Throughout world history, the root of all evil has been ingratitude. Adam was particularly ungrateful to Hashem after he sinned. “The woman who You gave me, gave it to me and I ate” (B’reishit 3:12). Adam could have simply said, “The woman gave it to me.” Why did he add, “who You gave me”? It is as if he was accusing Hashem, saying, “You are guilty for giving me this woman who constantly seduces me to sin…” Adam appears to have been blaming Hashem! He probably thought, “If You did a better job choosing whom to give me, I wouldn’t be in this mess now!”
From Adam until today, all of our sins, transgressions, crimes, and failures are simply the result of ingratitude. Rather than looking for all of the good things in our lives, we tend to focus on those things that do not appear so good.
A grateful person never complains and is never depressed. This person always feels true appreciating to Hashem and all others. This grateful individual especially recognizes all the good that Hashem has done, is doing, and will do in their life. And this person always says thank you.
We must strive to become this grateful person. May we each merit Hashem’s help in eradicating ingratitude from our hearts, so that we can become one who is always grateful to Hashem for all the good He does for us each day. This is how we rectify the sin of ingratitude that has caused so much pain and suffering throughout our lives and throughout history.
Based on The Garden of Gratitude, by Rabbi Shalom Arush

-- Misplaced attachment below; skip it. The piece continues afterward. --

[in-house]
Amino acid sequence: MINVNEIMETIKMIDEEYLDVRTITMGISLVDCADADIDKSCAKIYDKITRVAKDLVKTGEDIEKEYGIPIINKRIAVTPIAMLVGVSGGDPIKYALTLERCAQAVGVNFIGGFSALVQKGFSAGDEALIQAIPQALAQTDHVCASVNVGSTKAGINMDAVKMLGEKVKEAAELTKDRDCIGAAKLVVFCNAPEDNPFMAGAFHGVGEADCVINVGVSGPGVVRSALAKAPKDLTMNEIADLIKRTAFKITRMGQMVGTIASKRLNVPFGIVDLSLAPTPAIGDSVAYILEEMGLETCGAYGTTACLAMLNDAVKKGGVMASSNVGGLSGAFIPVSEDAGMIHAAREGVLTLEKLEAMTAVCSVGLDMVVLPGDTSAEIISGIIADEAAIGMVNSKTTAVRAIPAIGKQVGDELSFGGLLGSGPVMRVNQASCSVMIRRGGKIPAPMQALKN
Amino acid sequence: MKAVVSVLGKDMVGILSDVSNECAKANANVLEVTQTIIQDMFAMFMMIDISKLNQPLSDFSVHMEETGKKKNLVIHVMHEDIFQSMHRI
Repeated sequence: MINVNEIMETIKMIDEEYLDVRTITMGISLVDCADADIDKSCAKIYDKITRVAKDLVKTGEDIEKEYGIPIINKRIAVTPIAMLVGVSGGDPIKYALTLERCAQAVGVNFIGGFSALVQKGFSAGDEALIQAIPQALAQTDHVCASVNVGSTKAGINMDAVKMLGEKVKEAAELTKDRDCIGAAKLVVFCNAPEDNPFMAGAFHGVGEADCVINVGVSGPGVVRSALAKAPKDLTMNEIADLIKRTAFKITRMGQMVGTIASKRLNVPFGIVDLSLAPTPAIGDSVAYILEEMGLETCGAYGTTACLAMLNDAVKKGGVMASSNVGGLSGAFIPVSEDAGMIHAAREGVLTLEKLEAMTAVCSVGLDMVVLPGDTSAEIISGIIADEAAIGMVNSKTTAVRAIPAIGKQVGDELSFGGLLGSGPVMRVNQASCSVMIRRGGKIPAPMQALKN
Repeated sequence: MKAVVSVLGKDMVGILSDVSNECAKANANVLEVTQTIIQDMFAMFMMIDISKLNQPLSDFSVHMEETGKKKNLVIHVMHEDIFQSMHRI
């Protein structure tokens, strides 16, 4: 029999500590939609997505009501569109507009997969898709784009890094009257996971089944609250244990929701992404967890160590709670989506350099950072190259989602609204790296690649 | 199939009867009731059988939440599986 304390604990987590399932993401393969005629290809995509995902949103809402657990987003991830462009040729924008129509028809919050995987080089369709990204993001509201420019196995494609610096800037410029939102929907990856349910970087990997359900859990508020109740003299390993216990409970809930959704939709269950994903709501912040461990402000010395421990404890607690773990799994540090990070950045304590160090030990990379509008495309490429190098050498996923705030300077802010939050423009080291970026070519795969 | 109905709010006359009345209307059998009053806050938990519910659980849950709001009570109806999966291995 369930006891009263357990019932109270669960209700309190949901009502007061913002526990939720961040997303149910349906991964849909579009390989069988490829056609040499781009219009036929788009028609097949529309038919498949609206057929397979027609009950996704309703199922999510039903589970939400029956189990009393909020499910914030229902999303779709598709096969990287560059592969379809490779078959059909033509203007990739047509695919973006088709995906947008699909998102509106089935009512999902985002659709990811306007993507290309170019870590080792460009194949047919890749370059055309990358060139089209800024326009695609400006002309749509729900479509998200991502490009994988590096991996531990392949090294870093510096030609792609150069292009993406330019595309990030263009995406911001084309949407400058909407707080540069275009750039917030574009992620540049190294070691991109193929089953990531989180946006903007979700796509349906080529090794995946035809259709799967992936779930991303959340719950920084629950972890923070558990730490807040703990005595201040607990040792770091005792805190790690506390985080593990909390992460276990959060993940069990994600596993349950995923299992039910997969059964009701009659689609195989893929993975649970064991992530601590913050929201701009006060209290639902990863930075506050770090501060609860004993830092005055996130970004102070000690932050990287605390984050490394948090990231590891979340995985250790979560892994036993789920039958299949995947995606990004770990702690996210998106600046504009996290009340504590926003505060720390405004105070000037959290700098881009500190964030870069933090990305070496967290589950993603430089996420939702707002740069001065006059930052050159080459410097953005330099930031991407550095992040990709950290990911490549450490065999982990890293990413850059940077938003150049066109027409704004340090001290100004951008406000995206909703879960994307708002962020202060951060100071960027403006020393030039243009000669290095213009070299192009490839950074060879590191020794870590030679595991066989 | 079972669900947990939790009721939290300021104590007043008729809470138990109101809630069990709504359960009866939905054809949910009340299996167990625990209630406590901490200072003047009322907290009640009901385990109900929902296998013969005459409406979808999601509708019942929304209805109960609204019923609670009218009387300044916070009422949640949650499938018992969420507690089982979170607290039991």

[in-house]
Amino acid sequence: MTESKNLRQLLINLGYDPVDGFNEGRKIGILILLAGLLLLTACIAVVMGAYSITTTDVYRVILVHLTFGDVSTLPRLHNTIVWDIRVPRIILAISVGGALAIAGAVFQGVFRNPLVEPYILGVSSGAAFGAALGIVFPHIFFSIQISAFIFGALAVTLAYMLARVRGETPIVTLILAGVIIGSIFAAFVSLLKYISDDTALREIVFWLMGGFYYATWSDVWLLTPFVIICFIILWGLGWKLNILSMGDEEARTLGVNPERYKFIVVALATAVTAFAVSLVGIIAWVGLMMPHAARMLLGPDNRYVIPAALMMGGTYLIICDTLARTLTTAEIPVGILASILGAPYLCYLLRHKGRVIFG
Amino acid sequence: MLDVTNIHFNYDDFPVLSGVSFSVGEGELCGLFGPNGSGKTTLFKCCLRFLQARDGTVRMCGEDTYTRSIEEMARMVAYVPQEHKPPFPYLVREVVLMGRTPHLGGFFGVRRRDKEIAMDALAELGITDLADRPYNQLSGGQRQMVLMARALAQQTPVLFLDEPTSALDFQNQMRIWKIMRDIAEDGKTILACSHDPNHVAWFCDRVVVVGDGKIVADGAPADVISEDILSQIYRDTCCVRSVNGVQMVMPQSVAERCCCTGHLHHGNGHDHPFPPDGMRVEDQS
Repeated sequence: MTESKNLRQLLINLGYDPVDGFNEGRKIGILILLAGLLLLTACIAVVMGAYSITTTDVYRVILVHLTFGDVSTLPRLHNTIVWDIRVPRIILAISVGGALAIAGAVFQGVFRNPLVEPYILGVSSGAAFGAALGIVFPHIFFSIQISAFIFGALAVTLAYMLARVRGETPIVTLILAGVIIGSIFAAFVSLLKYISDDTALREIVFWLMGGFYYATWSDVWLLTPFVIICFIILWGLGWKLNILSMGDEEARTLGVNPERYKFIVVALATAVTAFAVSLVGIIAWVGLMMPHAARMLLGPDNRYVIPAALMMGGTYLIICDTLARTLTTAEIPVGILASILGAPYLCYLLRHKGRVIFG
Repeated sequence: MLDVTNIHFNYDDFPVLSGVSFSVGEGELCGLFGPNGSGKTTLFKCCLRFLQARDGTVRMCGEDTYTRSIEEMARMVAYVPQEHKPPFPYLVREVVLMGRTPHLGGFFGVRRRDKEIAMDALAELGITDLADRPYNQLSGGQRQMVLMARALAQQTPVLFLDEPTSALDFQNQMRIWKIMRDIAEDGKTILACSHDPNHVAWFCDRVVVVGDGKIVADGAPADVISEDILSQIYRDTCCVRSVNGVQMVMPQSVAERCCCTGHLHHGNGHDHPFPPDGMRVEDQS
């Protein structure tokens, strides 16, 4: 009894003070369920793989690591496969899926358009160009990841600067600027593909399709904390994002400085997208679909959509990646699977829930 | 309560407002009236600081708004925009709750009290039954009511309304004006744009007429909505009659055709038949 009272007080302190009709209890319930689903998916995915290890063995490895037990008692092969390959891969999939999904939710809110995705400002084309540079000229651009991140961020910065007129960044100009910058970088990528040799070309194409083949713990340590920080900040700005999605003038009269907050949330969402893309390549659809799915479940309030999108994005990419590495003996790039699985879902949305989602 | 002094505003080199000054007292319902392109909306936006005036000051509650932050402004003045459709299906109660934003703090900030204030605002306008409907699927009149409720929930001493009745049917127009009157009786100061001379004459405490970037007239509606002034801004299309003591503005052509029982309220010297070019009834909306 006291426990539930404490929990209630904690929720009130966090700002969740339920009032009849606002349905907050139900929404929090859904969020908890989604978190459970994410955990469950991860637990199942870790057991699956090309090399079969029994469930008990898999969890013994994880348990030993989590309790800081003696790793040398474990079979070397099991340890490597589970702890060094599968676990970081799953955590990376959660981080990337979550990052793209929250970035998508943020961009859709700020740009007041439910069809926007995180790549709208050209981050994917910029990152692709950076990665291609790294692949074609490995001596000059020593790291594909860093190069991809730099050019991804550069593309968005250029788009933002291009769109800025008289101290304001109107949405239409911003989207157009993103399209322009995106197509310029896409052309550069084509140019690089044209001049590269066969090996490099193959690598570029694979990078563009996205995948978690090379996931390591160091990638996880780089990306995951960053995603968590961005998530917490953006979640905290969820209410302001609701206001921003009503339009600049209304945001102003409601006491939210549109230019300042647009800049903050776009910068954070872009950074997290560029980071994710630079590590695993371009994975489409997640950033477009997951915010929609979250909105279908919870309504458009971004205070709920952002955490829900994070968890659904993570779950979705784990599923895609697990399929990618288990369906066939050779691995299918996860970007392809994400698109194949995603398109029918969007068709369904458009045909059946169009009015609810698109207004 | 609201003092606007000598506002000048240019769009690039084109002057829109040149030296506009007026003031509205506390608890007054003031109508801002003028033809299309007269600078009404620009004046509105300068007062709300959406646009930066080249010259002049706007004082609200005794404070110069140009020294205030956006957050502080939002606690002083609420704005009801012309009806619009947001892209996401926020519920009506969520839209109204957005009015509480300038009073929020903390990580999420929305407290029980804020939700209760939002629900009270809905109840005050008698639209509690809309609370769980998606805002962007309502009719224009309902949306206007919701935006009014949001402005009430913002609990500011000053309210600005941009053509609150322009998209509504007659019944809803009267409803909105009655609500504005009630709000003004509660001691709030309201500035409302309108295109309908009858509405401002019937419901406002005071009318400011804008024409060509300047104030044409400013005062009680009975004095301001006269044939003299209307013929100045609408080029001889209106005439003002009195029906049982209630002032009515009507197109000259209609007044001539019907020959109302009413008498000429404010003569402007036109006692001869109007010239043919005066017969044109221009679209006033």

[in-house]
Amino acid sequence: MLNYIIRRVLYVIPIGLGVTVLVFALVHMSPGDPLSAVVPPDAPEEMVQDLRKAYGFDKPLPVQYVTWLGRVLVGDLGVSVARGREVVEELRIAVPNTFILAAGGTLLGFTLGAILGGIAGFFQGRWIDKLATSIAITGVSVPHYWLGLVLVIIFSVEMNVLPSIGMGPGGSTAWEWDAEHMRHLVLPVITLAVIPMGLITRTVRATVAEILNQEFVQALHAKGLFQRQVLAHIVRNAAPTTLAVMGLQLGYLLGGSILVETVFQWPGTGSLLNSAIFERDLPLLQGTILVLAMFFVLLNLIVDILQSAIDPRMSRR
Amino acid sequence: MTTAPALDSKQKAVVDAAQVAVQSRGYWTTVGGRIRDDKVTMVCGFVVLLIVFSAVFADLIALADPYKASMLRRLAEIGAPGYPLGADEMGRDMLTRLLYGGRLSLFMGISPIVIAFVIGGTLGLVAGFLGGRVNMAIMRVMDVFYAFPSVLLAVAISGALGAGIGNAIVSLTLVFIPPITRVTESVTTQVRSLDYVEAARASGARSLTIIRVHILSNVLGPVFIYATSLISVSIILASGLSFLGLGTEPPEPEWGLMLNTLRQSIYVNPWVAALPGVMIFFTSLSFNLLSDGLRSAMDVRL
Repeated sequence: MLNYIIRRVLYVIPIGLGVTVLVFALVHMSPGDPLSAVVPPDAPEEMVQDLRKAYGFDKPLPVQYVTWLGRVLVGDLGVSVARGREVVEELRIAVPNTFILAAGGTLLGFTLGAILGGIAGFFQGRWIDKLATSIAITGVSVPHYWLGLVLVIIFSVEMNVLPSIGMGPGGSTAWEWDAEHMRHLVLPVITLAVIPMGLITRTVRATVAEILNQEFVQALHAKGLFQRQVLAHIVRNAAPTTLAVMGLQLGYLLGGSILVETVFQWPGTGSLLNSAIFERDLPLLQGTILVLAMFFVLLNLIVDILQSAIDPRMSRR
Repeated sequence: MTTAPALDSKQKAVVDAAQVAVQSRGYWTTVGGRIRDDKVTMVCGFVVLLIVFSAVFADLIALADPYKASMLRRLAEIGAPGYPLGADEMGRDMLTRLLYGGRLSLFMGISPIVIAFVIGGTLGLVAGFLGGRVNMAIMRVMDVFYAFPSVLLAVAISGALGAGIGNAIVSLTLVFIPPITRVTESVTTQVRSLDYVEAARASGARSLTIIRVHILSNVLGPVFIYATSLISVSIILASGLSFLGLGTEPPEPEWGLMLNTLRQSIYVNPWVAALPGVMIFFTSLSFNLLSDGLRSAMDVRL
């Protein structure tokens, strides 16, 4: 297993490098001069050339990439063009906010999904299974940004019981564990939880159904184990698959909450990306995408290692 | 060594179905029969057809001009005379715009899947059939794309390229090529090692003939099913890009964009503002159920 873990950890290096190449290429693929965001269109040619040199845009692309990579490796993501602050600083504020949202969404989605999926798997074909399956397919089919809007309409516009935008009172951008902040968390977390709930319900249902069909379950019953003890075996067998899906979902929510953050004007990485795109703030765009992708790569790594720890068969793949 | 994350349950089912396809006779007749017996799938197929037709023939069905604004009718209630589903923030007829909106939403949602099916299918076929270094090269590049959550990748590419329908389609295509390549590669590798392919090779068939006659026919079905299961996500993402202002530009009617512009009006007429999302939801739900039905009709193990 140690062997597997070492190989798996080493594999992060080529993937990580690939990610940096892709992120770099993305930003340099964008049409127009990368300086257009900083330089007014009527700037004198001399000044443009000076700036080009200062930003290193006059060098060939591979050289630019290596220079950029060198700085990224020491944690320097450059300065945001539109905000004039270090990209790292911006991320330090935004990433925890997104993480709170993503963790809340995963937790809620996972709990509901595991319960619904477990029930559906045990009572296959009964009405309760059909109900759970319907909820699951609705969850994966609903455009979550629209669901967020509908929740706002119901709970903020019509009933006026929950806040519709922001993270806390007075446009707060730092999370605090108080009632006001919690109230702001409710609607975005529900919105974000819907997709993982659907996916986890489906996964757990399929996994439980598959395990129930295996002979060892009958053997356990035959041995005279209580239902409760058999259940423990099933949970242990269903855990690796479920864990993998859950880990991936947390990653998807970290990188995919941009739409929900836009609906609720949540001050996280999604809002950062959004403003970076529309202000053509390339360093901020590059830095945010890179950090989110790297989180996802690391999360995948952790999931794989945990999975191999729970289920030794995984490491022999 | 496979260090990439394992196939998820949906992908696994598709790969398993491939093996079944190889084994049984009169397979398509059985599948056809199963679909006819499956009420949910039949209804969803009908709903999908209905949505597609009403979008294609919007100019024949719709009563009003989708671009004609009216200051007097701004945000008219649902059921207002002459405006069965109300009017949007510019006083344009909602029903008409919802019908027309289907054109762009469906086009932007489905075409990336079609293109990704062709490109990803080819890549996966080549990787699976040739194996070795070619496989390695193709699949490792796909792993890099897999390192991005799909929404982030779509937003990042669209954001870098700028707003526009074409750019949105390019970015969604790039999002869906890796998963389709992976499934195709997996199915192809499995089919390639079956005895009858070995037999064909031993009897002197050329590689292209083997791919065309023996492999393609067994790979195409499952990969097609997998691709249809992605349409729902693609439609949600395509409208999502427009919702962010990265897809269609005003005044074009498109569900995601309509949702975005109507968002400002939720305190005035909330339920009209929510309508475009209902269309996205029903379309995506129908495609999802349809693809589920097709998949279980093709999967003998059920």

“If everyone would heed the true tzaddik, follow in his path, and steadfastly believe in Hashem — in particular, that everything that happens is for our ultimate good; if everyone would constantly give thanks and praise to Hashem, whether under good circumstances or not, as it is written, ‘In Hashem (expressing G-d’s attribute of loving-kindness) I will praise His word, in Elokim (expressing G-d’s attribute of judgment) I will praise His word,’ surely all the troubles and all the exiles would be completely nullified and the complete redemption would take place!”
Rabbi Natan of Breslov, Likutei Halakhot, Laws of Unloading and Loading, 4
This is a fundamental lesson that we must never forget, but should be engraved in our hearts! Rebbe Natan promises us that if we will express gratitude in all situations, our suffering and exile will be nullified and we will merit the complete redemption.
Since our present exile and its accompanied suffering all stem from Israel’s needless crying in the desert, as discussed in Still Crying, we must uproot and remove any blemish of ingratitude and self-pity. We must replace these bad character traits with thanks for, gratitude to, and praise of Hashem.
T’shuvat hamishkal (equivalent rectification) is using the principle of measure for measure in rectifying a misdeed. In order to rectify needless crying and self-pity, we must go to the opposite extreme and actually thank Hashem for our troubles! This is not a simple task, but does manifest our emuna that there is no bad at all, since Hashem does everything for our ultimate good.
We must strive to focus only on Hashem’s goodness in everything that happens to us. May we merit to reach such a level in emuna that we can express gratitude to Hashem in all situations.
Based on The Garden of Gratitude, by Rabbi Shalom Arush